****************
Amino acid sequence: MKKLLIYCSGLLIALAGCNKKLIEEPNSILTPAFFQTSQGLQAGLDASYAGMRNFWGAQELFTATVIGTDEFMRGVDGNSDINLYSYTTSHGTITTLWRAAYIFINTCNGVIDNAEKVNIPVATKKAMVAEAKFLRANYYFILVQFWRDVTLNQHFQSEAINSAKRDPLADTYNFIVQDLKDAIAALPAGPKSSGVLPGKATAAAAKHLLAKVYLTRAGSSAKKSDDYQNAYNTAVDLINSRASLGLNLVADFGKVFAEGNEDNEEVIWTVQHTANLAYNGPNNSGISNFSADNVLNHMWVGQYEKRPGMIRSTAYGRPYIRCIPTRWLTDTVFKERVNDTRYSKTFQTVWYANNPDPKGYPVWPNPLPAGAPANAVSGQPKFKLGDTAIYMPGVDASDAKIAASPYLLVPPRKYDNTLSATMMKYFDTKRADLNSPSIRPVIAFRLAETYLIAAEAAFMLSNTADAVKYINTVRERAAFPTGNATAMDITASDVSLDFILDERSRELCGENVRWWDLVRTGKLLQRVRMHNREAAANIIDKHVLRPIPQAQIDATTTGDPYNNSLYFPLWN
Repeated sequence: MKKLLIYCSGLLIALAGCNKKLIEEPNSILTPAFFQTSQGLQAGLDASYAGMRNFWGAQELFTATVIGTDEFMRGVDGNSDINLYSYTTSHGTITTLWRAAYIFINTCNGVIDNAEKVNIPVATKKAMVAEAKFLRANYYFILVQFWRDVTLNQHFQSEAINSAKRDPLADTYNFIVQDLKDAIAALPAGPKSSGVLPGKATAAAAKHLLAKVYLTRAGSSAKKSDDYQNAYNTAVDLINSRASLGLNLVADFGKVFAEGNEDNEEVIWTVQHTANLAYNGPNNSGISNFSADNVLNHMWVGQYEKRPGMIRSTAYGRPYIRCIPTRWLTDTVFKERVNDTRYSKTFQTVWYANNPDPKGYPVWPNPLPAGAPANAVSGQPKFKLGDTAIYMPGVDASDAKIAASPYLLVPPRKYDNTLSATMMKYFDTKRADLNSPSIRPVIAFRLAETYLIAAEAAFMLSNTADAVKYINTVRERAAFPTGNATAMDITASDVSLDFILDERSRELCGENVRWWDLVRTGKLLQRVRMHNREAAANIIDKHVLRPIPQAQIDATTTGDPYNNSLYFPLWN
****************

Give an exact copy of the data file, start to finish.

Amino acid sequence: MKKLLIYCSGLLIALAGCNKKLIEEPNSILTPAFFQTSQGLQAGLDASYAGMRNFWGAQELFTATVIGTDEFMRGVDGNSDINLYSYTTSHGTITTLWRAAYIFINTCNGVIDNAEKVNIPVATKKAMVAEAKFLRANYYFILVQFWRDVTLNQHFQSEAINSAKRDPLADTYNFIVQDLKDAIAALPAGPKSSGVLPGKATAAAAKHLLAKVYLTRAGSSAKKSDDYQNAYNTAVDLINSRASLGLNLVADFGKVFAEGNEDNEEVIWTVQHTANLAYNGPNNSGISNFSADNVLNHMWVGQYEKRPGMIRSTAYGRPYIRCIPTRWLTDTVFKERVNDTRYSKTFQTVWYANNPDPKGYPVWPNPLPAGAPANAVSGQPKFKLGDTAIYMPGVDASDAKIAASPYLLVPPRKYDNTLSATMMKYFDTKRADLNSPSIRPVIAFRLAETYLIAAEAAFMLSNTADAVKYINTVRERAAFPTGNATAMDITASDVSLDFILDERSRELCGENVRWWDLVRTGKLLQRVRMHNREAAANIIDKHVLRPIPQAQIDATTTGDPYNNSLYFPLWN
Repeated sequence: MKKLLIYCSGLLIALAGCNKKLIEEPNSILTPAFFQTSQGLQAGLDASYAGMRNFWGAQELFTATVIGTDEFMRGVDGNSDINLYSYTTSHGTITTLWRAAYIFINTCNGVIDNAEKVNIPVATKKAMVAEAKFLRANYYFILVQFWRDVTLNQHFQSEAINSAKRDPLADTYNFIVQDLKDAIAALPAGPKSSGVLPGKATAAAAKHLLAKVYLTRAGSSAKKSDDYQNAYNTAVDLINSRASLGLNLVADFGKVFAEGNEDNEEVIWTVQHTANLAYNGPNNSGISNFSADNVLNHMWVGQYEKRPGMIRSTAYGRPYIRCIPTRWLTDTVFKERVNDTRYSKTFQTVWYANNPDPKGYPVWPNPLPAGAPANAVSGQPKFKLGDTAIYMPGVDASDAKIAASPYLLVPPRKYDNTLSATMMKYFDTKRADLNSPSIRPVIAFRLAETYLIAAEAAFMLSNTADAVKYINTVRERAAFPTGNATAMDITASDVSLDFILDERSRELCGENVRWWDLVRTGKLLQRVRMHNREAAANIIDKHVLRPIPQAQIDATTTGDPYNNSLYFPLWN